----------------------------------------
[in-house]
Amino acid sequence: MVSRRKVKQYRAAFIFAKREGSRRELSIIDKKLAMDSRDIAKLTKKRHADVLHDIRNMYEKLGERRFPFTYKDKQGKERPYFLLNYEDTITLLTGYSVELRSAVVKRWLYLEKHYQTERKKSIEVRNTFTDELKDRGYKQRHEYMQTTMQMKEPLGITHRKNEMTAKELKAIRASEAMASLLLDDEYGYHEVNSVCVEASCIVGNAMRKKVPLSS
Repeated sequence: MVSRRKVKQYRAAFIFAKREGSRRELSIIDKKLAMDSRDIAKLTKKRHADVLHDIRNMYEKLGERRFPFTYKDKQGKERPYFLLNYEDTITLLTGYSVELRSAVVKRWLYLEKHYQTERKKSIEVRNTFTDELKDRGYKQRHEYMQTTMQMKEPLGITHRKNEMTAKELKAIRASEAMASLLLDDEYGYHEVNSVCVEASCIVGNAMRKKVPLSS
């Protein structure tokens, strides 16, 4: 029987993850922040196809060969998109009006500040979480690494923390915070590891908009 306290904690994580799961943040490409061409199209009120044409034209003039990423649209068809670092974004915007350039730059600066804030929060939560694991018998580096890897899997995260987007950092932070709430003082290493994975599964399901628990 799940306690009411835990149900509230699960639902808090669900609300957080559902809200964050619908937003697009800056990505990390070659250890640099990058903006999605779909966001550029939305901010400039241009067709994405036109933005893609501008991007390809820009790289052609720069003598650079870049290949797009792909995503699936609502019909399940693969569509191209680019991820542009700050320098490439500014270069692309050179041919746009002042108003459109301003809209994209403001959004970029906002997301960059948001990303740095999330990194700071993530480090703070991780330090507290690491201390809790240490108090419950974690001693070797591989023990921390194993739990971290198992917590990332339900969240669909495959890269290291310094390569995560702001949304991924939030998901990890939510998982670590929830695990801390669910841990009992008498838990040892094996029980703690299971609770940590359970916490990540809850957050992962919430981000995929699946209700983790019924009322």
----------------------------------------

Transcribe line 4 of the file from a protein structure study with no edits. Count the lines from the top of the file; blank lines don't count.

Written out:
């Protein structure tokens, strides 16, 4: 029987993850922040196809060969998109009006500040979480690494923390915070590891908009 306290904690994580799961943040490409061409199209009120044409034209003039990423649209068809670092974004915007350039730059600066804030929060939560694991018998580096890897899997995260987007950092932070709430003082290493994975599964399901628990 799940306690009411835990149900509230699960639902808090669900609300957080559902809200964050619908937003697009800056990505990390070659250890640099990058903006999605779909966001550029939305901010400039241009067709994405036109933005893609501008991007390809820009790289052609720069003598650079870049290949797009792909995503699936609502019909399940693969569509191209680019991820542009700050320098490439500014270069692309050179041919746009002042108003459109301003809209994209403001959004970029906002997301960059948001990303740095999330990194700071993530480090703070991780330090507290690491201390809790240490108090419950974690001693070797591989023990921390194993739990971290198992917590990332339900969240669909495959890269290291310094390569995560702001949304991924939030998901990890939510998982670590929830695990801390669910841990009992008498838990040892094996029980703690299971609770940590359970916490990540809850957050992962919430981000995929699946209700983790019924009322």